Obviously, Apple hit a home run when it invented the album concept. Let's face it: If there were a Billboard Top Software-Features Hits chart, the iPhoto albums feature would have been number one for months on end.
Albums may have become too popular, however. It wasn't long before iPhoto fans discovered that their long list of albums had outgrown the height of the Source list. As a result, people grew desperate for some way to organize albums within albums, to create subfolders somehow.
Apple's response in iPhoto 5 consisted of one word: "folders."
If you choose File New Folder, iPhoto promptly creates a new, folder-shaped icon in the Source list called "untitled folder." (Type a name for it and then press Return or Enter.) Its sole purpose in life is to contain other Source-list iconsalbums, smart albums, saved slideshow icons, book layouts, and so on. Figure 7-9 shows the details.
What's really nice about folders is that they can also contain other folders. That is, iPhoto is capable of more than a two-level hierarchy; you can actually create folders within folders within folders within folders, also as shown in Figure 7-9.
Otherwise, folders work exactly like albums. You rename them the same way, drag them up and down the Source list the same way, delete them the same way, and duplicate them the same way.
Clearly, the people have spoken.
Tip: If you've nested a folder within a folder by accident , no problem. You can easily drag it back out again. Just drag the folder upward until it's just below the Last Rolls icons in the Source listwatch the black horizontal line that shows where you areand then release the mouse.
7.6. Smart Albums
Albums, as you now know, are the primary organizational tool in iPhoto. Since the dawn of iPhoto, you've had to create them yourself, one at a timeby clicking the + button beneath the Source list, for example, and then filling up the album by dragging photo thumbnails.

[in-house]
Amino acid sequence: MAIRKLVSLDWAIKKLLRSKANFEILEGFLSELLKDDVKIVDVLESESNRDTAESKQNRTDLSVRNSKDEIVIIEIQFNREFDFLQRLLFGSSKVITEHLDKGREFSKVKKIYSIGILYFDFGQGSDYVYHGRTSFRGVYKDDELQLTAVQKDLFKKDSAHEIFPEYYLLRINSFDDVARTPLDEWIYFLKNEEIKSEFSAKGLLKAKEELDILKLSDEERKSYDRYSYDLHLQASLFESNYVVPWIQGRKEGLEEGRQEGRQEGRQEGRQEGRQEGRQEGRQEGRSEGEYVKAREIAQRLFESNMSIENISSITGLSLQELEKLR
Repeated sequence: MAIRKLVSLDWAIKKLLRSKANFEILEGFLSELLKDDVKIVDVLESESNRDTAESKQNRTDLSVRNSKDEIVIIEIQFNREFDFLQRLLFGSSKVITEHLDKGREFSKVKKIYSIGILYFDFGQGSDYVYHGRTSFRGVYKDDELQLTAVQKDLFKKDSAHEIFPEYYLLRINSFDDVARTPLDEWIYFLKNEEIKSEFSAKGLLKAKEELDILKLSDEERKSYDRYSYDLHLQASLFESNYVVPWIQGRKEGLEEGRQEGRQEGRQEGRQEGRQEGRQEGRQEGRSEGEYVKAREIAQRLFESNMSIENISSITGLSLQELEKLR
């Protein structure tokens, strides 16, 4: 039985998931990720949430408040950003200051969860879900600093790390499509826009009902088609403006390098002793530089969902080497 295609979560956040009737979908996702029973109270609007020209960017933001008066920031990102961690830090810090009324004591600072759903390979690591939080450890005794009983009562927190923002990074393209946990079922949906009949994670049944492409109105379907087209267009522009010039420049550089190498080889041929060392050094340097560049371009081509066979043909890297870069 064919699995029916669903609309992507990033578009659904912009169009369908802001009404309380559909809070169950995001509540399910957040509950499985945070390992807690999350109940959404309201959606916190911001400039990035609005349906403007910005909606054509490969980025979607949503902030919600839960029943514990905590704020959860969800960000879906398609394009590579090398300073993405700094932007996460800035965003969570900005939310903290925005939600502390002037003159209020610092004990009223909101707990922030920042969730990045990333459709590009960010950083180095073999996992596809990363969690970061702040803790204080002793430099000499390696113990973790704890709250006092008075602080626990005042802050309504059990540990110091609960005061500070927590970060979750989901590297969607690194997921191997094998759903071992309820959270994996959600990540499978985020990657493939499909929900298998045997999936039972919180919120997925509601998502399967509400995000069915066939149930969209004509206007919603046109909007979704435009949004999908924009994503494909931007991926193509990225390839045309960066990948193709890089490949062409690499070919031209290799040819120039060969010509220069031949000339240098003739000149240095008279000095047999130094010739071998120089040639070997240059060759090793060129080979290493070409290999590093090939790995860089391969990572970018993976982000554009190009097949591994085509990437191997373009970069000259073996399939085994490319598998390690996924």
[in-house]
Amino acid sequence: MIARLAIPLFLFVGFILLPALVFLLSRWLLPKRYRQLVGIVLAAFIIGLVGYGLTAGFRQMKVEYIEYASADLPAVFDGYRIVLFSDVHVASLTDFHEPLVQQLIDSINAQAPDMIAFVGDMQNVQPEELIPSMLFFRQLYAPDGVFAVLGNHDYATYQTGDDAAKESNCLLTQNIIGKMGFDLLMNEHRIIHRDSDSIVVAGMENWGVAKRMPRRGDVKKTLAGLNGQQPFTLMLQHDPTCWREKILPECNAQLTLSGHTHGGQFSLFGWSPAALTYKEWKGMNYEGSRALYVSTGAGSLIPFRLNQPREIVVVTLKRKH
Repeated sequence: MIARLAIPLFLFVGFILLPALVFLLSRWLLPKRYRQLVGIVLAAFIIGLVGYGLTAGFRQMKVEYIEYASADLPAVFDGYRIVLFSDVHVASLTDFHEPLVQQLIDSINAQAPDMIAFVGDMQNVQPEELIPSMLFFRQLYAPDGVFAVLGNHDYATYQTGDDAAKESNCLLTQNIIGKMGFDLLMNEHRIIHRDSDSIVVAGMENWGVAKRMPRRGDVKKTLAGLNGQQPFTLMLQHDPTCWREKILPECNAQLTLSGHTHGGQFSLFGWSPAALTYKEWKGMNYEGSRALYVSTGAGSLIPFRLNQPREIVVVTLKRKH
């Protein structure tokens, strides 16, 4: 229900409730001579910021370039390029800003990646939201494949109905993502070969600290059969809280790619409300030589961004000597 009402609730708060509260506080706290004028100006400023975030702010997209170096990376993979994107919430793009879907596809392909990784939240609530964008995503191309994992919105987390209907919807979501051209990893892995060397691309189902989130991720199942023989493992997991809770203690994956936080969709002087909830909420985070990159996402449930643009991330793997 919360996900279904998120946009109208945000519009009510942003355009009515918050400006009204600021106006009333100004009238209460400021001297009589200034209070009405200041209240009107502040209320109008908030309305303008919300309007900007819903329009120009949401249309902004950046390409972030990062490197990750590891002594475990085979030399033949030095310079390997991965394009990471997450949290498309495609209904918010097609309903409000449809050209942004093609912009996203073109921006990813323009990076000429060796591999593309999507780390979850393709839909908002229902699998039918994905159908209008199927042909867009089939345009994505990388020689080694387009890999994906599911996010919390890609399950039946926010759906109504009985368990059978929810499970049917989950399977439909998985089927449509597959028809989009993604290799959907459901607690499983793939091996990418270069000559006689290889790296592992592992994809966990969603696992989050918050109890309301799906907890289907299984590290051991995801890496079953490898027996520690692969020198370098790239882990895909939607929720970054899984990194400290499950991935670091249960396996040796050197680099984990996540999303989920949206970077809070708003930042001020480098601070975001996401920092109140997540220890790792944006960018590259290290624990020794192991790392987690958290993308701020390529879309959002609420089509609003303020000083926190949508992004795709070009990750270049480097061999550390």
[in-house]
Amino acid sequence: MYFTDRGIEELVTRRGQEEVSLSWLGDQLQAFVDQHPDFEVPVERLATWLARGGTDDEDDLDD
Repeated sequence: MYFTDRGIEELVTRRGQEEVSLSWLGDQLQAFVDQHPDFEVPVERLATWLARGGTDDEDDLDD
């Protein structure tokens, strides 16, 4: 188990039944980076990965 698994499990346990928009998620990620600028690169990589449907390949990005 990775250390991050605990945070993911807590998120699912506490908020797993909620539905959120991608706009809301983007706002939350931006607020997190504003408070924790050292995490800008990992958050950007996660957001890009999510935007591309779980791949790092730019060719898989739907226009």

iPhoto, though, can fill up albums for you, thanks to smart albums . These are self-updating folders that always display pictures according to certain criteria that you set upall pictures with "Aunt Edna" in the comments, for example, or all photos that you've rated four stars or higher. (If you've ever used smart playlists in iTunes, you'll recognize the idea immediately.)
To create a smart album, choose File New Smart Album (Option- -N), or Option-click the + button below the Source list. Either way, the Smart Album sheet slides down from the top of the window (Figure 7-10).
The controls here are designed to set up a search of your Photo Library. Figure 7-10 illustrates how to find pictures that you took in the first two months of 2005but only those that have four- or five-star ratings and mention your friend Casey in the title or comments.
Click the + button to add a new criterion row to be even more specific about which photos you want iPhoto to include in the smart album. Use the first pop-up menu to choose a type of photo feature (keyword or date, for example) and the second pop-up menu to tell iPhoto whether you want to match it ("is"), eliminate it ("is not"), and so on. The third part of the criterion row is another pop-up menu or a search field where you finally tell iPhoto what to look for.
When you click OK, your smart album is ready to show off. When you click its name in the Source list (it has a little gear icon), the main window displays the thumbnails of the photos that match your criteria. The best part is that iPhoto will keep this album updated whenever your collection changesas you change your ratings, as you take new photos, and so on.
Tip: To change or review the parameters for a smart album, click its icon in the list and then choose Photos Get Info ( -I). The Smart Album sheet reappears.